HPE’s new ProLiant servers target cost-conscious enterprise data centers and third-party cloud service providers looking to deliver cloud-native workloads.
The new Arm-based HPE ProLiant RL300 Gen11 is a single-socket system that includes the cloud-native Ampere Altra and Ampere Altra Max processors. The new chip packs 128 cores and is expected to take advantage of the ARM processor’s power-saving capabilities, the company said at its HPE Discover conference this week.
“This system gives us an advantage when running certain workloads, particularly cloud-native workloads, while delivering performance with lower power consumption, resulting in better cost efficiencies,” said Neil MacDonald, executive vice president and general manager of the Compute Business Group HPE in a press conference.
Ampere’s ARM chips specifically target cloud workloads and are also used in Oracle Cloud Infrastructure.
HPE’s new system is designed for IT departments with existing cloud-native workloads, MacDonald said.
“It’s not a core business platform with bundled, classic, off-the-shelf enterprise software; that’s not our goal,” he said. “However, organizations are increasingly embracing in-house development, which must leverage the technologies associated with cloud-native development.”
The only way enterprise data centers can grow over the next few years is by adopting more cost-effective systems that don’t sacrifice performance, said Renee James, chairman and CEO of Ampere Computing.
“You won’t see users saying ‘no more data centers’ because they can’t afford the cost of energy sources,” she said. “They can’t achieve their ESG goals unless they can improve performance/performance.”
While Ampere chips are optimized for cloud-native workloads, users of such workloads can also use the new HPE system as general-purpose chips capable of running Windows and Linux-based applications, AI-based applications, modern databases and gaming software , James added .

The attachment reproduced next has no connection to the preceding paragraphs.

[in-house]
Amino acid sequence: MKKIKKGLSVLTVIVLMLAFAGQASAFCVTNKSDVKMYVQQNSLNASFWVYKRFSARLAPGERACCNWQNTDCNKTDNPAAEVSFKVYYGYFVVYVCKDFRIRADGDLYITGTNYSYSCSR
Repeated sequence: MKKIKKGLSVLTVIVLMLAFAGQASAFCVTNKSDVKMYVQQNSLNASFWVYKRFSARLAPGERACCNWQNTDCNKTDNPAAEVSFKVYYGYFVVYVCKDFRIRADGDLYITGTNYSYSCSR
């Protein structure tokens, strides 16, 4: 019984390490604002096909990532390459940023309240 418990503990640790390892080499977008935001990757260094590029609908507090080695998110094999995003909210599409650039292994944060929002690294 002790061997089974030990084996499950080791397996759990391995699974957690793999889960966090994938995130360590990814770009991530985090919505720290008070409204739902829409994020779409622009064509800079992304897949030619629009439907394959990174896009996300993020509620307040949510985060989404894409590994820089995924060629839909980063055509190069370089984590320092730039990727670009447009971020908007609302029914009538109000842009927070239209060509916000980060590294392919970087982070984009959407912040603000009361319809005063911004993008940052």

Dana GardnerPrincipal Analyst, Interarbor Solutions LLC
Some analysts say embedding cloud-native support in silicon could prove to be a wise decision at this point. They believe such an approach will find an audience among those facing increased costs not only for energy in large data centers but also for the ongoing costs associated with cloud computing.
“Cloud computing costs are still expensive and difficult to control, and we face tough economic times,” said Dana Gardner, principal analyst at Interarbor Solutions, LLC. “You’re seeing serious moves from companies like HPE and Dell with servers designed to not only reduce cloud costs but the total cost of ownership.”
The new ProLiant system represents a commitment to Arm-based servers – something many of HPE’s competitors are doing.
“HPE recognizes that it cannot be the company that does not have some level of commitment to Arm,” said Dan Newman, senior analyst at Futurum Research and CEO of Broadsuite Media Group. “If they don’t, they run the risk of alienating a subset of their customer base.”
The RL300 ships with the company’s Integrated Lights Out (iLO) server management software, which allows users to configure, monitor and update servers from any remote location.
Other system features include support for up to 16 DIMMs with the ability to store 4 terabytes per system, three PCIe Gen4 expansion slots, and support for direct attachment of NVMe storage with up to 10 NVMe SSDs and dual M .2 NVMe SSD options.
The new server, the first of a series of systems to follow, focuses on cloud-based services including media streaming and financial services on IaaS, PaaS and SaaS platforms.
The RL300 Gen11 server is expected to be available as a service through HPE GreenLake or through HPE’s network of partners by the end of Q3 of this year.
Prices for the system were not yet available at the time of going to press.
As Editor At Large for TechTarget’s News Group, Ed Scannell is responsible for writing and reporting breaking news, news analysis and features focused on technology issues and trends affecting enterprise IT professionals.